Students call for pine tree protection

by Rachel Ayres | News Editor

Whitworth’s cherished emblem, the pine tree, recently suffered major blows as the result of multiple on-campus construction projects. ASWU’s Eco Representative senior Bryn Redal reported at the Feb. 19 ASWU meeting that 80 trees were cut down for the construction of the new facilities building in the Back 40. A student-led movement, “For the Pines”, organized in early February to speak out against that recent tree removal by starting an online petition.

The petition outlines the movement’s mission and its requests of Whitworth administration. The main requests are for administration to halt plans for new parking lots and for greater student involvement in construction plans.

Senior Issac Santos was a founding member of the movement. He became more concerned about the issue when walking to campus from his house one day. 

“There was a path that went behind the Fieldhouse through a grove of ponderosa pine trees and that was my favorite part of my walk every morning. One day, I went to walk to campus, and the trees were gone. The trees were chopped down and I was really frustrated because I had no idea that was happening,” Santos said.

Santo started having conversations with others about the topic, which led them to do something about the issue.

“We were just a group of students who were frustrated and we wanted to talk with administration and try and work with them to make decisions that we think are more reflective of what the whole campus would like,” Santos said.

Junior Lily Sinner, a member of “For the Pines,” compared people’s awareness to the removal of the trees to the story of “The Lorax.”

“They keep going away and no one is saying anything and we just don’t seem to notice,” Sinner said. 

For Associate Professor of Biology Grant Casady, Ph.D., hearing students reach out  to administration excites him. 

“Whitworth values their students very highly, so especially when there is a concerned voice about something and it isn’t just whiny, I think the administration pays attention,” Casady said.

That being said, The Whitworthian, in early November 2019, reported that Whitworth’s Tree Care Plan states that for every tree uprooted and removed in a Whitworth construction project, two more are planted to replace it. 

Santos said that students from the movement recently met with administration to talk about how they can join forces.

“We actually have already met with administration and just got to discuss some things. We were very pleased with that. And I mean, obviously we didn’t leave and everything was solved, but we feel like administration is doing a pretty good job involving us in the process,” Santos said.

Santos also said that they want to come alongside the administration and work with them to make sure “to prevent things from happening in the future that would cause the removal of pine trees without a student voice.”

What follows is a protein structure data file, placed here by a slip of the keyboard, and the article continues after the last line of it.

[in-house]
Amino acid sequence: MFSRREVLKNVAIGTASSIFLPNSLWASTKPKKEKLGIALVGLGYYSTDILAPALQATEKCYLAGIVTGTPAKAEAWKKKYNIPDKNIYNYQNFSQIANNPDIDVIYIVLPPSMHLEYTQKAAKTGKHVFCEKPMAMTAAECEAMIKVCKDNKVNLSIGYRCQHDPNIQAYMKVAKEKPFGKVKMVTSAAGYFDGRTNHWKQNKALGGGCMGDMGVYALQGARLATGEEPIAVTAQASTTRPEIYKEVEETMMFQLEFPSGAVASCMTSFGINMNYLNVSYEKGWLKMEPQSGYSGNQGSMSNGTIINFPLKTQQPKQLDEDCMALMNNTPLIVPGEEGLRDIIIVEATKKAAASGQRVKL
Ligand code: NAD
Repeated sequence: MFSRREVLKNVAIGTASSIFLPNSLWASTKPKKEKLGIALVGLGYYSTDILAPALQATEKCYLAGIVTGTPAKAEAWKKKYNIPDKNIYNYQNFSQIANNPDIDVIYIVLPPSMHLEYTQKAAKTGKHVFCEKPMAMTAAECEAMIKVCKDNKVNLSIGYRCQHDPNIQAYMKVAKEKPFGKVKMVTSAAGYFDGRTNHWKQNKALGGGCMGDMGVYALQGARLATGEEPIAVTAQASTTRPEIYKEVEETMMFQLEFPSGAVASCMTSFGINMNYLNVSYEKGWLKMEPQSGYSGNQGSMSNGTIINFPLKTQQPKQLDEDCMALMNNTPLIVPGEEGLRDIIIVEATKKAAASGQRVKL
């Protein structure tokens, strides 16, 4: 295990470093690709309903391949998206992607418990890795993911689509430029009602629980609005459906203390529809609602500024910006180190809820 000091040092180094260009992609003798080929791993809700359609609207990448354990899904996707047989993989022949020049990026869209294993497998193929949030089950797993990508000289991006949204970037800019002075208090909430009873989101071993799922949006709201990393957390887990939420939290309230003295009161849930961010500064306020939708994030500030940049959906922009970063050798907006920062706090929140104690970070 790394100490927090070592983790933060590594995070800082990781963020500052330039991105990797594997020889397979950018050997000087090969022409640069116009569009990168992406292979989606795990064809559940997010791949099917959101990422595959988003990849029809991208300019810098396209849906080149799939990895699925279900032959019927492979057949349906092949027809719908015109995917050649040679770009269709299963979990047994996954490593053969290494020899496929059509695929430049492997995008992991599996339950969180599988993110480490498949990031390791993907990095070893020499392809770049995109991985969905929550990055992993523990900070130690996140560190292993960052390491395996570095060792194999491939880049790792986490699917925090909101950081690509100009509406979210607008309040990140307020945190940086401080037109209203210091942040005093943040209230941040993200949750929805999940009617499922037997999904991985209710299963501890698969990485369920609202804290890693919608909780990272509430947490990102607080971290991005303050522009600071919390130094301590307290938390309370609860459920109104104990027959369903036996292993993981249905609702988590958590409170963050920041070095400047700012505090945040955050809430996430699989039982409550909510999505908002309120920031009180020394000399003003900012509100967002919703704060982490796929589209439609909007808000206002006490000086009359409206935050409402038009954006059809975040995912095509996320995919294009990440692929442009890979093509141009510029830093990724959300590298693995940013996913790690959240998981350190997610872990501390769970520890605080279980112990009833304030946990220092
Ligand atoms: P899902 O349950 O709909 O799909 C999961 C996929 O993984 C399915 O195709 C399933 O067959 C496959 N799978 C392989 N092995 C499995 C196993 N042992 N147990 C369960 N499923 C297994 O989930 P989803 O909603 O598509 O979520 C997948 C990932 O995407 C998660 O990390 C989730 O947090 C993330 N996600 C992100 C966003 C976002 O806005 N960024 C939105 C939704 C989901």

Along with more student representation, “For the Pines” is advocating for all plans to build new parking lots to be stopped. This comes amidst many student complaints that there isn’t enough parking. 

“For the Pines” is arguing though that there are enough spots, just not always in the most convenient places. While the Hawthorne Hall and X4 parking lot are farther from the center of campus, they often have spaces available, Santos said.

“For those who are able to walk, make it a 10-minute walk instead of a five-minute walk. We think that choice should be made rather than removing pine trees to create more parking,” Santos said. 

Casady suggests that with new developments on campus, creative thinking on the front end should be applied.

“[We should be] thinking about where the tree resources are and then where we should build our parking lots,” Casady said.

Not only are pine trees a highlighting feature of campus, but they are essential to the environment.

According to Casady, Whitworth sits in the Ponderosa Pine dry forest ecosystem. 

“[Pine trees] are the backbone of our particular ecosystem. They are the most structurally important part of the ecosystem because they drive the energy dynamics and temperature,” Casady said.

Another driving force behind the movement to protect the pine trees relates to faith convictions. Santos and Casady both reference Whitworth’s mission in regards to the protection of pine trees.

“I think that the most compelling reason for me… is that God created pine trees, and He saw that they were good. And, if a part of our mission is to honor God, then we ought to be honoring the things that God sees as good,” Casady said.

“We need to develop on campus, sometimes, to stay competitive. But, when that conflicts with Whitworth’s mission to honor God, we should really seriously consider how well we are doing that,” Santos said.

To learn more about “For the Pines,” follow their Instagram page, @forthepines. Students can sign the online petition by searching “For the Pines — Save Whitworth’s Trees!” on